We are the backbone of the education system and include education assistants, school library workers, administrative assistants, custodians and tradespeople, early childhood educators, instructors, nutrition service workers, school safety monitors and social workers, in schools and board offices.
OSBCC allows education workers from across the province to share information and strategies for bargaining, and to discuss issues and policies of concern. We help locals fight contracting out and defend public education in the face of budget cuts.
What We Do
Fighting school closures
Across the province, communities face pressure from the provincial government to close schools, despite mounting evidence that to do so is a mistake. It’s time to put the brakes on school closures
Campaigns and Events
Beyond making schools work, CUPE members are proud to support the communities in which we live and work. Visit this page for some examples of how our members are giving back to their communities.
Socks for London Men’s Mission
“It’s just one way we give back to our community,” said CUPE 7575 President Heather Skolly. “In April we’ll also be purchasing, preparing, cooking, serving and cleaning up after meals for a soup kitchen in Woodstock. We’re really excited about that.”
Warm hands, warm hearts
They placed boxes at city recreation centres, the North Hamilton Community Health Centre, the 541 Eatery and Exchange, and Kiwanis Boys and Girls Club locations – all places that provide support to vulnerable residents. The locals routinely visit the boxes to top them up with donated hats and mitts.
Feedback has been universally positive from people making use of the boxes, as well as from local businesses, and the volunteers and patrons who access programs and frequent the 541 Eatery for meals.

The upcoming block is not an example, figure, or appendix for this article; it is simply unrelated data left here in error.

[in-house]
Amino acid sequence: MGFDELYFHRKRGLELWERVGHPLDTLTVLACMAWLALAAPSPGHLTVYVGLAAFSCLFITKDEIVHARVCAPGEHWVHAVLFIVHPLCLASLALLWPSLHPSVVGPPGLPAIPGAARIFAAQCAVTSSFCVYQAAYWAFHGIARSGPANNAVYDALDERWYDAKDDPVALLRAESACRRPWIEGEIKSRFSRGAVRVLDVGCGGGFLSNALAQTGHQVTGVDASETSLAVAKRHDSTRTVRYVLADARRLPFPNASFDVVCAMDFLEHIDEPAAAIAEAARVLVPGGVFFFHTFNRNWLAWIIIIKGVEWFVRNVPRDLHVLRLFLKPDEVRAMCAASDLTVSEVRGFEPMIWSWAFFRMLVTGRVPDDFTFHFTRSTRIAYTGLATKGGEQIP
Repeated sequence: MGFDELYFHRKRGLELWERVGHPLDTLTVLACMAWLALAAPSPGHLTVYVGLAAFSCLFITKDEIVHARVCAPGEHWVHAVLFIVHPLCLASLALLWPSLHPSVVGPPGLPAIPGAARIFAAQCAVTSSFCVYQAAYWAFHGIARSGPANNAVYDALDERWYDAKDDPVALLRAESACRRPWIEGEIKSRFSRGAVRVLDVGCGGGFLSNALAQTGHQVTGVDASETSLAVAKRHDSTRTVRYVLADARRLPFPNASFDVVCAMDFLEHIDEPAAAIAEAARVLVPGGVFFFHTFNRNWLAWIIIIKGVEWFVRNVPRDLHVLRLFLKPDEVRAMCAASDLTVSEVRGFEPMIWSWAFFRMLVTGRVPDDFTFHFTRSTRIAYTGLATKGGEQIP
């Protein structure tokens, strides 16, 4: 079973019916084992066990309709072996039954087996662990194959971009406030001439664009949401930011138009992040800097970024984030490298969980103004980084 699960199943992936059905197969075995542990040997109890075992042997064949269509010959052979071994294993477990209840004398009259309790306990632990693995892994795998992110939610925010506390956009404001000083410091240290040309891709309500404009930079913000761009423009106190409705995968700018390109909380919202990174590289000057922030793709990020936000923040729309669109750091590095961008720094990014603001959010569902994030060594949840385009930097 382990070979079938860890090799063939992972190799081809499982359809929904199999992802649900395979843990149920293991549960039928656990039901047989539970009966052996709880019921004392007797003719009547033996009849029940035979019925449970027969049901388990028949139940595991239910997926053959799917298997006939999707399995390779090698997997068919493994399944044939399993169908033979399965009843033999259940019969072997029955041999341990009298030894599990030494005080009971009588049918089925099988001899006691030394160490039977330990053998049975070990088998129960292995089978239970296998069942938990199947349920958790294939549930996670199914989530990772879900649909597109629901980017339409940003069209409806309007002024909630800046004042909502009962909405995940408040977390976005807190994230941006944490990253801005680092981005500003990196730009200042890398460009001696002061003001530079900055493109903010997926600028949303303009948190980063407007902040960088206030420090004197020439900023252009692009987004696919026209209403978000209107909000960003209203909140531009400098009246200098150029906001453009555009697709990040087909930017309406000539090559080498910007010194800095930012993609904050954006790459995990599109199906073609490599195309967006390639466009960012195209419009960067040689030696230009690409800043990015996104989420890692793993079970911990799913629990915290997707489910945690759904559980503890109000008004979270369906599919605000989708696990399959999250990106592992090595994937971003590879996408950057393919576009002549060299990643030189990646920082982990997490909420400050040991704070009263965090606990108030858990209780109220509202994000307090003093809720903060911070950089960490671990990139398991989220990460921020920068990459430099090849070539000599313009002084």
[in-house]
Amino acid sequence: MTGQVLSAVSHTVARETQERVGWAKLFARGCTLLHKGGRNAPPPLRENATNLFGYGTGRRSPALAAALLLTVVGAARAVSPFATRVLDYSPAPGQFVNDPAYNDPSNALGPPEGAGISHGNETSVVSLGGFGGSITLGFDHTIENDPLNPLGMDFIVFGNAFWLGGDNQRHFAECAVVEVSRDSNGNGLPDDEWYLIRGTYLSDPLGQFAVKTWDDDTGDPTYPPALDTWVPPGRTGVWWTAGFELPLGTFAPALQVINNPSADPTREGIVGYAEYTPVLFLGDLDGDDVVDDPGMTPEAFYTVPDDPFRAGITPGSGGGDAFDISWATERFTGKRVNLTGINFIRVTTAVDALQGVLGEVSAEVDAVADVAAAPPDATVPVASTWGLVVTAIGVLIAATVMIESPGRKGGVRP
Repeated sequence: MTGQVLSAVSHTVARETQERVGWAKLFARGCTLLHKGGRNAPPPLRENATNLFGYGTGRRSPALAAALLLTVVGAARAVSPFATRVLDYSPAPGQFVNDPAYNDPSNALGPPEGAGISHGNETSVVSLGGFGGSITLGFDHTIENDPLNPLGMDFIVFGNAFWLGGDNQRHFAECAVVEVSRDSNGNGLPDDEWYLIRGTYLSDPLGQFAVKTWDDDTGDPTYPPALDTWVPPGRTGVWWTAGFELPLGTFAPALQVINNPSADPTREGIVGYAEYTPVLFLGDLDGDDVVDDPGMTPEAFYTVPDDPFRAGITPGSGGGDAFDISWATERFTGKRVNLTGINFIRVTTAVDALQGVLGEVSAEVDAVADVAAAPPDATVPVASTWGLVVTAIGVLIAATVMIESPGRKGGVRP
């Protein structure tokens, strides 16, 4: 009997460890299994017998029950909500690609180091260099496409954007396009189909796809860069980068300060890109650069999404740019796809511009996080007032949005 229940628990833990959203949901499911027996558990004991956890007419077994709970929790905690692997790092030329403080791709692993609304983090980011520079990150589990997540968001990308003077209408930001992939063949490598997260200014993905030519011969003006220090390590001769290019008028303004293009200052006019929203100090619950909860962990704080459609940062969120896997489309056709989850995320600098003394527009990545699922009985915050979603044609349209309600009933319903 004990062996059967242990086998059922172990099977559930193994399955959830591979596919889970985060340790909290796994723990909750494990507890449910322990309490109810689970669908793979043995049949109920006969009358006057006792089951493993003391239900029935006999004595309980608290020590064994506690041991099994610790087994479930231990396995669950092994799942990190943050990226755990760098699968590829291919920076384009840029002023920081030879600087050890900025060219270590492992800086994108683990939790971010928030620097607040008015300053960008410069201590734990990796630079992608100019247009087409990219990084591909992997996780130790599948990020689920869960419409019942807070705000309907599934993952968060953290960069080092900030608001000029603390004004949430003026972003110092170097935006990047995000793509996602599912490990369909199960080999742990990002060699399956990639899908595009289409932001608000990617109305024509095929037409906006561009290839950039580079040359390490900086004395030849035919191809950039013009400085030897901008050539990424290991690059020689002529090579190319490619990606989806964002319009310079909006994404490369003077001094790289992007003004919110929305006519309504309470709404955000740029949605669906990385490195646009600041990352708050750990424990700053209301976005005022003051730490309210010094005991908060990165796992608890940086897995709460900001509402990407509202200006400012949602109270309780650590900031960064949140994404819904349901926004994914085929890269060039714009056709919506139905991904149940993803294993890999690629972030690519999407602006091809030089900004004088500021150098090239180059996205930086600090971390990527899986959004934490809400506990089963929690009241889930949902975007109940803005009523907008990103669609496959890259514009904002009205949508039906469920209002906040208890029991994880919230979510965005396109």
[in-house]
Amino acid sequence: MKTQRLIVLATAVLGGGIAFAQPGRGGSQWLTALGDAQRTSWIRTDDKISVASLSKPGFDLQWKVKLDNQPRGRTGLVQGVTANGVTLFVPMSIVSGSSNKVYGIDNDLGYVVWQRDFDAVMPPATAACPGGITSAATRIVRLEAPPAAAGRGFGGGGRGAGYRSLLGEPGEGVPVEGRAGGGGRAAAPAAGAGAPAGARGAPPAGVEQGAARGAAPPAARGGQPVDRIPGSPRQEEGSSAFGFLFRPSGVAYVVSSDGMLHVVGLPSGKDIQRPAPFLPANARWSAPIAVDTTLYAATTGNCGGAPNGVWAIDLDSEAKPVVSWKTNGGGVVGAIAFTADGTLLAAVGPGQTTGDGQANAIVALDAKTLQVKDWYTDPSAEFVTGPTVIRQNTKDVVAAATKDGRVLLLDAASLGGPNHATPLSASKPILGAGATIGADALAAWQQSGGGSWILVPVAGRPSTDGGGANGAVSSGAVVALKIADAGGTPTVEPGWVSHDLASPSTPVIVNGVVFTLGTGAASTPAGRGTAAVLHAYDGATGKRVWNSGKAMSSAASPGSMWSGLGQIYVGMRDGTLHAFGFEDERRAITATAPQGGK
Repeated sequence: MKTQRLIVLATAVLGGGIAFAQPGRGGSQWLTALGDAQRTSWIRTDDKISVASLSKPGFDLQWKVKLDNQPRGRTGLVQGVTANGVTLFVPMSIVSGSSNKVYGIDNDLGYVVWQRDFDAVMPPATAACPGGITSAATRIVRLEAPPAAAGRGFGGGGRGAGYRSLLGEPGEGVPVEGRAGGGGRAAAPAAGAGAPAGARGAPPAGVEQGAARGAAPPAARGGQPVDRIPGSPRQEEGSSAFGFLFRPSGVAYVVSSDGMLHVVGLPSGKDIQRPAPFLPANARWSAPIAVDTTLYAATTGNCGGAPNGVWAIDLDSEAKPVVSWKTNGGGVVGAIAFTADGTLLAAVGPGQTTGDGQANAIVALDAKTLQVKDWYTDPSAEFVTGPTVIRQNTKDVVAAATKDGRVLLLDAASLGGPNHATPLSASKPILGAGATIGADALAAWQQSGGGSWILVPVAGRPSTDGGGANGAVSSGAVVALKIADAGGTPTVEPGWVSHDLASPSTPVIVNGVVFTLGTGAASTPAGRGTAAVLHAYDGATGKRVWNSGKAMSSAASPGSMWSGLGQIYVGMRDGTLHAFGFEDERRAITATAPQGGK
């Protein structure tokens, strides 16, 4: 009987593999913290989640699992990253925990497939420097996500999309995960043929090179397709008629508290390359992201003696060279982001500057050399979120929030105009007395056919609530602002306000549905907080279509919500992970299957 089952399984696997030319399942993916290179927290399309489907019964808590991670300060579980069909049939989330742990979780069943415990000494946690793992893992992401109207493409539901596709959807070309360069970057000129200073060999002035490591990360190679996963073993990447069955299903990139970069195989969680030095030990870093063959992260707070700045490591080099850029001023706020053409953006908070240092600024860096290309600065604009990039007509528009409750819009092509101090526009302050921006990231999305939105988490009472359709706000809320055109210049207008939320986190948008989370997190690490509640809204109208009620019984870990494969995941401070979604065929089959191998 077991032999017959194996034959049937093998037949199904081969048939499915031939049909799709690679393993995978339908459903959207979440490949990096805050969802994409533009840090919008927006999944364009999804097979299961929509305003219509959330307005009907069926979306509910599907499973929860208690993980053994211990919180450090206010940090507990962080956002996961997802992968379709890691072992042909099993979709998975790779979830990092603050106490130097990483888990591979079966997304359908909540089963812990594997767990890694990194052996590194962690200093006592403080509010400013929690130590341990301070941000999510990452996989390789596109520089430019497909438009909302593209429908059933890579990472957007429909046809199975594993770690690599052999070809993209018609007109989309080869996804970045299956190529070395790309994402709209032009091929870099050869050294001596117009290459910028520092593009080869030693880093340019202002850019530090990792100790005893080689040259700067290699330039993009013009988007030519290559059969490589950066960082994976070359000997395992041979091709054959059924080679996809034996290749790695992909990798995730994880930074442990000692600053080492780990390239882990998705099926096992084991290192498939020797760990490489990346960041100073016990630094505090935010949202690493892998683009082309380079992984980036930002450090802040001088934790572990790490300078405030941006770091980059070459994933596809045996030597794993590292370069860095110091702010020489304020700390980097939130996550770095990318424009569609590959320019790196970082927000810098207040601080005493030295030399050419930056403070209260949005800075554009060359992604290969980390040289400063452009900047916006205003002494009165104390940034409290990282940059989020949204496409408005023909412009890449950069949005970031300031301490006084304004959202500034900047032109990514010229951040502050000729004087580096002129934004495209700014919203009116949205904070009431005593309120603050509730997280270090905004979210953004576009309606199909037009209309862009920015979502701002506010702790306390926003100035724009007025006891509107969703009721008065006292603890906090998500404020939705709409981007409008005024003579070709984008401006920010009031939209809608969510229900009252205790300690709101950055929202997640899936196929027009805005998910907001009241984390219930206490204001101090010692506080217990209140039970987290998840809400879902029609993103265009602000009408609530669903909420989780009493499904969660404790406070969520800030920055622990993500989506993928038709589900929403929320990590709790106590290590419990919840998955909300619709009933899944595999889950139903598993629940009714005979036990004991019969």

No worker should face violence in their workplace. There are steps for schools, boards and the ministry to take that will reduce the danger faced by our members.
Nearly two-thirds of educational assistants consider student violence against workers to be a problem in their workplaces.
Fifty-eight percent of EAs were injured by a student during an 18-month survey period. Almost half required hospitalization or other medical attention beyond workplace first-aid.
Even after an EA is injured, many schools failed to conduct a review of the student’s safety plan, and even when they did, one in ten didn’t involve the EA who was the victim.
One-fifth of school boards still do not make Non-Violent Crisis Intervention (NCVI) training available for EAs, and nearly two-thirds don’t provide personal protective equipment. Where protective equipment is provided, more than half of EAs feel that the equipment provided is not adequate.
Send us a message!
Send a message to the Ontario School Board Coordinating Committee – just fill in the form below and we will get back to you.